Go For The Ginkgo!

Ginkgo biloba is the world’s oldest living species of tree — they can live as long as 1,000 years! The leaves of the tree are used in modern herbal medicine, and with as long as it has been around, no wonder the list of uses for this herb is a mile long.

Although the list of uses for ginkgo biloba is long, there are three health related conditions in which there’s fairly reliable and relatively consistent scientific data showing a health benefit.

Age-Related Cognitive Decline

Because ginkgo biloba seems to effect the brain, many of its uses involve issues related to memory. If you evaluate the research out there on this subject, it is conflicting whether or not ginkgo may slow down Alzheimer’s disease, dementia, or age-related cognitive decline — one large study found it ineffective, but several smaller studies have shown it effective.

When shown effective, taking ginkgo leaf extract by mouth seemed to improve thinking skills in some elderly people with mild to moderate age-related memory loss or thinking problems. Ginkgo leaf extract also modestly improved short-term visual memory and speed of mental processing in non-demented people with age-related memory loss.


In a particular type of glaucoma called normal tension glaucoma, ginkgo may help improve vision; more specifically it may partially reverse visual field damage. The double-blind study used a supplement of standardized extract ginkgo biloba in the amount of 40 mg three times a day for four weeks.  

Intermittent Claudication

Claudication is muscle pain (ache, cramp, numbness or sense of fatigue) caused by narrowing arteries which results in too little blood flow during exercise. It generally affects the blood vessels in the legs (typically in the calf muscle), but claudication can also affect the arms.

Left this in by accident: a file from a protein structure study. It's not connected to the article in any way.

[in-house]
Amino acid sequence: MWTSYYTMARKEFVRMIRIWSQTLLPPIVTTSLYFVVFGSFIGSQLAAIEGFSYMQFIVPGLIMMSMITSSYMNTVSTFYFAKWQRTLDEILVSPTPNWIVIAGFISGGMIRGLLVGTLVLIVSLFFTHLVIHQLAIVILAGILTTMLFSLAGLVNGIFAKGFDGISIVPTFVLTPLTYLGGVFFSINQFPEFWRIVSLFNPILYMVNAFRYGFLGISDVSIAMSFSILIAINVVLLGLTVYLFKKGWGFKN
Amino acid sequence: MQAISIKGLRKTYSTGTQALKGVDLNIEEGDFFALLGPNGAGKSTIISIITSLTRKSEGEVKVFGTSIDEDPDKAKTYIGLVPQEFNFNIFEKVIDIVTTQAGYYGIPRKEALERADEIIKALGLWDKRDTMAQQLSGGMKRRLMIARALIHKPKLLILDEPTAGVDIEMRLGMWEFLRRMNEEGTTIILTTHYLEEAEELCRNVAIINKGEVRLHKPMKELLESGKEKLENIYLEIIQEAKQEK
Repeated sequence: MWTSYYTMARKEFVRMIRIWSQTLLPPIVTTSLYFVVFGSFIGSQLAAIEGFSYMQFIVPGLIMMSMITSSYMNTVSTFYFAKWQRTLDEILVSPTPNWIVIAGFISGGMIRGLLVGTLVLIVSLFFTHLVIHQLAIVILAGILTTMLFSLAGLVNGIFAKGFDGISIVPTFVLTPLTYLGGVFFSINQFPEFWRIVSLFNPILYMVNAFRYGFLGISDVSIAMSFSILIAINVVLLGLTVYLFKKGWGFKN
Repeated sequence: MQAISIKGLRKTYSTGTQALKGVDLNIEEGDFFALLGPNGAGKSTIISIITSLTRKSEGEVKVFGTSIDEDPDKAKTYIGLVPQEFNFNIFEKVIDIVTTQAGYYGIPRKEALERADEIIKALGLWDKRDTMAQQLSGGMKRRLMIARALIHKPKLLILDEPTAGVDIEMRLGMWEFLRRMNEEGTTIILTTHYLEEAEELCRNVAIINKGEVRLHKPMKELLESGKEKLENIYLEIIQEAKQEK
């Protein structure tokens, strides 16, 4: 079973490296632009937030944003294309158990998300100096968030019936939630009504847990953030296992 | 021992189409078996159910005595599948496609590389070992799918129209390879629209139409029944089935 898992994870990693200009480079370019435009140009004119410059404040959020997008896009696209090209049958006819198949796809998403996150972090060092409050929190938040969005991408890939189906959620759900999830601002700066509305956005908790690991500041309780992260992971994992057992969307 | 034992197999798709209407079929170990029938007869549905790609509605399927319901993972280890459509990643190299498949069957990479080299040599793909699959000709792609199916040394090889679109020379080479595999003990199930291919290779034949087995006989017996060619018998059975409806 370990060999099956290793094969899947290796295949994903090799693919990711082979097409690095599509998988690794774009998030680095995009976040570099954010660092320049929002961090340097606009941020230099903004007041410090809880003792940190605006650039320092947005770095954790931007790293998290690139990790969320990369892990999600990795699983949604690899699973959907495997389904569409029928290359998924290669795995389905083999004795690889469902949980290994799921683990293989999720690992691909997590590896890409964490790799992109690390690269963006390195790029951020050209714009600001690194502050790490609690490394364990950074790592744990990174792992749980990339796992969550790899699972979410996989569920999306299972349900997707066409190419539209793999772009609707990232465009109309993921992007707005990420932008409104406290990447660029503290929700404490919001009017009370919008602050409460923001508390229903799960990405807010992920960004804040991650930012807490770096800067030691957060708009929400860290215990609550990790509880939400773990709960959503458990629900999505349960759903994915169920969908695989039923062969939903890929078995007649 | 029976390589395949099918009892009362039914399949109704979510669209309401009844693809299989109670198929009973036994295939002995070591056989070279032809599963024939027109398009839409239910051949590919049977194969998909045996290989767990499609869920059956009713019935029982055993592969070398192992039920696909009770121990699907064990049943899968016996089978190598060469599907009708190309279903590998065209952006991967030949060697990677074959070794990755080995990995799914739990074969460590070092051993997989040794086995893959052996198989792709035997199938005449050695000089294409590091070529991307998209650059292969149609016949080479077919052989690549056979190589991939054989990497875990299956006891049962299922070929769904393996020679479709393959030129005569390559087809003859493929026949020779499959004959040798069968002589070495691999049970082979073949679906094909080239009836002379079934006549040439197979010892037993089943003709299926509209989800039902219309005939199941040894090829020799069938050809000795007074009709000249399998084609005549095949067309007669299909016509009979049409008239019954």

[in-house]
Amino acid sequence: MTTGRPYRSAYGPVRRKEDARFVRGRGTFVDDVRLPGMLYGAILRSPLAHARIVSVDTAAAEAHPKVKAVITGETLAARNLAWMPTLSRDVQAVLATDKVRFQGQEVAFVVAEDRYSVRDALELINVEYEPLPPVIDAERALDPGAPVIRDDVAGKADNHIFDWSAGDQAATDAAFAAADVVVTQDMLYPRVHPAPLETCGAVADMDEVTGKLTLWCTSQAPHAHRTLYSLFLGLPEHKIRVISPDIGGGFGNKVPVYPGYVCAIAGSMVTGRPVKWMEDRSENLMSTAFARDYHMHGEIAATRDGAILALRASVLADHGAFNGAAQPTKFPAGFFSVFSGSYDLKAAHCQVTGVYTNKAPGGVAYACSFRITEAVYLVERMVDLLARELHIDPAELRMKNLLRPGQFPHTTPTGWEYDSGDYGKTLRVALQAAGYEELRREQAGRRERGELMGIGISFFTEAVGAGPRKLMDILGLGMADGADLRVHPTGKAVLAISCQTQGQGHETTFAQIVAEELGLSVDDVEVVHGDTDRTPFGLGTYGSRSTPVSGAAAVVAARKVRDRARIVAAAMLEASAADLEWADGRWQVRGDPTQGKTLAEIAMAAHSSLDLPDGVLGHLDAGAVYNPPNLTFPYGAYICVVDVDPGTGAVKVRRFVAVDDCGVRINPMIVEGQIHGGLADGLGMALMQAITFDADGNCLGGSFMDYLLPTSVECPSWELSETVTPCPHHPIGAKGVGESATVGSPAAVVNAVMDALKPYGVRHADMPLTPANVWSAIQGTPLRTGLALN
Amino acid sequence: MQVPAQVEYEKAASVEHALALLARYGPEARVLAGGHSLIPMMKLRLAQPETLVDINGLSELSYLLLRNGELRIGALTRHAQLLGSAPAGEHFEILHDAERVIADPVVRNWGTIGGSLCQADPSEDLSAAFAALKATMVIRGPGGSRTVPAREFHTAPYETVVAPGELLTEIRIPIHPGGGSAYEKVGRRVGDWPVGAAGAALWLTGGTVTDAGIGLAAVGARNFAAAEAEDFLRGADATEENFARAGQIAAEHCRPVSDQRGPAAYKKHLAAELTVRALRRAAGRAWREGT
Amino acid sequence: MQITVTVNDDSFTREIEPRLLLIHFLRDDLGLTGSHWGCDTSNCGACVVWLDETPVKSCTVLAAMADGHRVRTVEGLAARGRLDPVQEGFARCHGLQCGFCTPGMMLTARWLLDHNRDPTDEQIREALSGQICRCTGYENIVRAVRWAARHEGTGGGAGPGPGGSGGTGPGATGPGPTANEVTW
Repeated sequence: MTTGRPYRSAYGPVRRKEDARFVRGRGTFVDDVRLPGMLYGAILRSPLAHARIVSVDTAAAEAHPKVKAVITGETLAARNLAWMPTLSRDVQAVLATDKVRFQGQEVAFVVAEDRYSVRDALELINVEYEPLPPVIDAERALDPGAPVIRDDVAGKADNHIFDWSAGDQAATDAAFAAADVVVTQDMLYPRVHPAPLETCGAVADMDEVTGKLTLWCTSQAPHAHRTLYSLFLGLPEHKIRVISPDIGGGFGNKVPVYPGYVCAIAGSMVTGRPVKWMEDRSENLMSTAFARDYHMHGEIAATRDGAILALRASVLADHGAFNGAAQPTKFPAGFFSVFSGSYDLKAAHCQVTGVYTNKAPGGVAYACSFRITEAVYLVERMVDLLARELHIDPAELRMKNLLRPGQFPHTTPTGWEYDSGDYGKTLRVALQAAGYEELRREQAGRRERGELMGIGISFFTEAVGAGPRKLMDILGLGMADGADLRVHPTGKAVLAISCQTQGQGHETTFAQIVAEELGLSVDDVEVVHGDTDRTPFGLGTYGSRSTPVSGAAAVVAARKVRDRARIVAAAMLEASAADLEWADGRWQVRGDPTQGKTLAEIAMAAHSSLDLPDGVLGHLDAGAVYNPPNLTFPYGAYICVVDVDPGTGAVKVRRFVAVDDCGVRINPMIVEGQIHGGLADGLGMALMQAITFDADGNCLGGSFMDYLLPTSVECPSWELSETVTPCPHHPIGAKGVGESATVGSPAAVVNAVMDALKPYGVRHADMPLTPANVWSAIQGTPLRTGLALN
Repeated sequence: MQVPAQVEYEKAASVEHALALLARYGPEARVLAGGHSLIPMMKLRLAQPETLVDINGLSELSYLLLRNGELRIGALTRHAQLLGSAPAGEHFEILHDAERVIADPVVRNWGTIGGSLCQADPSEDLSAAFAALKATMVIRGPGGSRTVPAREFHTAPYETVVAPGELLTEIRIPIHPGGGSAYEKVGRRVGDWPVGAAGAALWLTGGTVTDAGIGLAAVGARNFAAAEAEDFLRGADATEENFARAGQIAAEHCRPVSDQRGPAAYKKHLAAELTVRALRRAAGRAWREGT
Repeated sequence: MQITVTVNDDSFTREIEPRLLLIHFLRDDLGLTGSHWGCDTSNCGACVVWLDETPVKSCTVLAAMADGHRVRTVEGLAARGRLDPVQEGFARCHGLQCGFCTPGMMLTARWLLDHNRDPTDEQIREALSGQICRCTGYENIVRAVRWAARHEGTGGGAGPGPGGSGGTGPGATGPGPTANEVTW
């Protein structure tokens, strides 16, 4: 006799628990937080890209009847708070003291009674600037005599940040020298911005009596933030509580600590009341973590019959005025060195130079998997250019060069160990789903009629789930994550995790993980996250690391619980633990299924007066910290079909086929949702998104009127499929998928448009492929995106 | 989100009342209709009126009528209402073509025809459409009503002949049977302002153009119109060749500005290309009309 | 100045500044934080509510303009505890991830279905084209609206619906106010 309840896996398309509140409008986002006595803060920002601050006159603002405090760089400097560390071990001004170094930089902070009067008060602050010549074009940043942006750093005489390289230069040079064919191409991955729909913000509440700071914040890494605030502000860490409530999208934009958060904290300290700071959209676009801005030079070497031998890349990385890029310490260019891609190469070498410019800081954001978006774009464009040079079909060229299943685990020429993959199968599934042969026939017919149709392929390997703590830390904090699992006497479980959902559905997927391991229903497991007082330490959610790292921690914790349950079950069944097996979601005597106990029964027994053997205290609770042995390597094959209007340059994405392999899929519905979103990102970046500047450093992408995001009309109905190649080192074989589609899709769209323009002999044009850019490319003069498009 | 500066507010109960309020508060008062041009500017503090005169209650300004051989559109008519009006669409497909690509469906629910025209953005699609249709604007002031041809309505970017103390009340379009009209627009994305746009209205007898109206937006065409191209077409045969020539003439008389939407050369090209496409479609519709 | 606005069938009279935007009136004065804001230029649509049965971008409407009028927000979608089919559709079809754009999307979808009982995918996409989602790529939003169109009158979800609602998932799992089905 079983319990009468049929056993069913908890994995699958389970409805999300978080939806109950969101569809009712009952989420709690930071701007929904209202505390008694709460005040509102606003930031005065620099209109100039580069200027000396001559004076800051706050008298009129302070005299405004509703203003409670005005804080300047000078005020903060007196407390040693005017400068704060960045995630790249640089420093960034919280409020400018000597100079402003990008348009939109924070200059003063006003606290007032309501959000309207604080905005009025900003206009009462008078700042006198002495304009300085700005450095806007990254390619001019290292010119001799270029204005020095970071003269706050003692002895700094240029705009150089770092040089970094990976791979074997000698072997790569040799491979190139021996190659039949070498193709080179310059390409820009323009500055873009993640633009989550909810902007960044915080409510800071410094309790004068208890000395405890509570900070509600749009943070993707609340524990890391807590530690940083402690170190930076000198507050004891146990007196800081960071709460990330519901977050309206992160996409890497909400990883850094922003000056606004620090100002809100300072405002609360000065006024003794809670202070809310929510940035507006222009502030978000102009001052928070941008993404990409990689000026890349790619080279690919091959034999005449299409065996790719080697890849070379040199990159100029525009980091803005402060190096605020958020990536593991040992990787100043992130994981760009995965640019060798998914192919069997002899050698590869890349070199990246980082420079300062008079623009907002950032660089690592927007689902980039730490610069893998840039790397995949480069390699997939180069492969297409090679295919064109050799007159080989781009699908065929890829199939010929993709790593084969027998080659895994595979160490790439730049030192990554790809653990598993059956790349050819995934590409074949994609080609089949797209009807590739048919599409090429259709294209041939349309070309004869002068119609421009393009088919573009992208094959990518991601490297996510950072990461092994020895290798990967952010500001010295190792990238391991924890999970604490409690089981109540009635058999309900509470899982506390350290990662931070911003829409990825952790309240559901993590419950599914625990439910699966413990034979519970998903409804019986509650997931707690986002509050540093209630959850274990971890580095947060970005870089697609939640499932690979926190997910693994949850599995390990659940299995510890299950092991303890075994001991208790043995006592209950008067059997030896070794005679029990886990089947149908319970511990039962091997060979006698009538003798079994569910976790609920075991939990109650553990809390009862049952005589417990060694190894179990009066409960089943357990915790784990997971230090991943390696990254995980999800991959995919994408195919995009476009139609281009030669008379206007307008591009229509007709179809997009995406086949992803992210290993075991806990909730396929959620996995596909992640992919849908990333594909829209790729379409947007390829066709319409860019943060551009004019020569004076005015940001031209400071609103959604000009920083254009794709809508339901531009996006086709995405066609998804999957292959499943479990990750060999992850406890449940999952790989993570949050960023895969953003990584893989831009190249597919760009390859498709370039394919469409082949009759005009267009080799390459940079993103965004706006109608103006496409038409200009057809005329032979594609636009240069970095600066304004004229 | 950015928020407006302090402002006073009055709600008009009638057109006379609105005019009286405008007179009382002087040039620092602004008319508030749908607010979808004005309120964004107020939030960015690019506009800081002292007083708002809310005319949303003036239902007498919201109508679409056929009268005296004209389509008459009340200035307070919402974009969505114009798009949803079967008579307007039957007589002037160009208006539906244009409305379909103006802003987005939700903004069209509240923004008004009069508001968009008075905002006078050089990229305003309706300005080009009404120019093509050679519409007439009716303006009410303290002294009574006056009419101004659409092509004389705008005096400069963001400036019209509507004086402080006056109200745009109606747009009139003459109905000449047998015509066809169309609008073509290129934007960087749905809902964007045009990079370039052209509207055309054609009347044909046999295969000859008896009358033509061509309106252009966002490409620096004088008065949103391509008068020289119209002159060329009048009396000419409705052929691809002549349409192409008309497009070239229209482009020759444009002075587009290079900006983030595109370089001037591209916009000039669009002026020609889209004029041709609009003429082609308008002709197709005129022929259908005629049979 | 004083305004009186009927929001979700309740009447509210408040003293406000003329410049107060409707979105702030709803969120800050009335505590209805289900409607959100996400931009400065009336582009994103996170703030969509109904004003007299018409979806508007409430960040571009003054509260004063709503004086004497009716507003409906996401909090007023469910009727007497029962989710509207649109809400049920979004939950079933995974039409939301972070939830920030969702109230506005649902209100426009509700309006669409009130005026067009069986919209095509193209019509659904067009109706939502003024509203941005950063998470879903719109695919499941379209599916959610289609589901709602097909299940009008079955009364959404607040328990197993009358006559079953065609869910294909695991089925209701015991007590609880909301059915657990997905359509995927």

One research trial that compared dosages of 120 mg and 240 mg of ginkgo demonstrated a substantial therapeutic benefit on pain-free walking distance with the higher dosage. Two placebo-controlled trials,with a total of 190 patients with intermittent claudication, showed improved walking distance and decreased pain in patients with peripheral vascular disease.

It may take longer than three months for ginkgo to have a beneficial effect in people with intermittent claudication.

Bottom Line: As with many supplements, there is promising research taking place, and more time and more research are still needed before coming to a definite conclusion. If you are interested in taking ginkgo biloba, talk to your health care provider.

In Health and Happiness,

Kelly Harrington, MS, RDN

Registered Dietitian Nutritionist for Healthy Goods



U.S. National Library of Medicine. National Institutes of Health. Medline Plus. Ginkgo.

National Center for Complementary and Alternative Medicine. Herbs at a glance; Ginkgo.

Quaranta L, Bettelli S, Uva MG, et al. Effect of Ginkgo biloba extract on preexisting visual field damage in normal tension glaucoma. Ophthalmology 2003;110:359-62.

Schweizer J, Hautmann C. Comparison of two dosages of ginkgo biloba extract EGb 761 in patients with peripheral arterial occlusive disease Fontaine's stage IIb. A randomised, double-blind, multicentric clinical trial. Arzneimit-telforschung. 1999;49:900–4.

Peters H, Kieser M, Holscher U. Demonstration of the efficacy of ginkgo biloba special extract EGb 761 on intermittent claudication—a placebo-controlled, double-blind multicenter trial. Vasa. 1998;27:106–10.

Bauer U. 6-Month double-blind randomised clinical trial of Ginkgo biloba extract versus placebo in two parallel groups in patients suffering from peripheral arterial insufficiency. Arzneimittelforschung. 1984;34:716–20.

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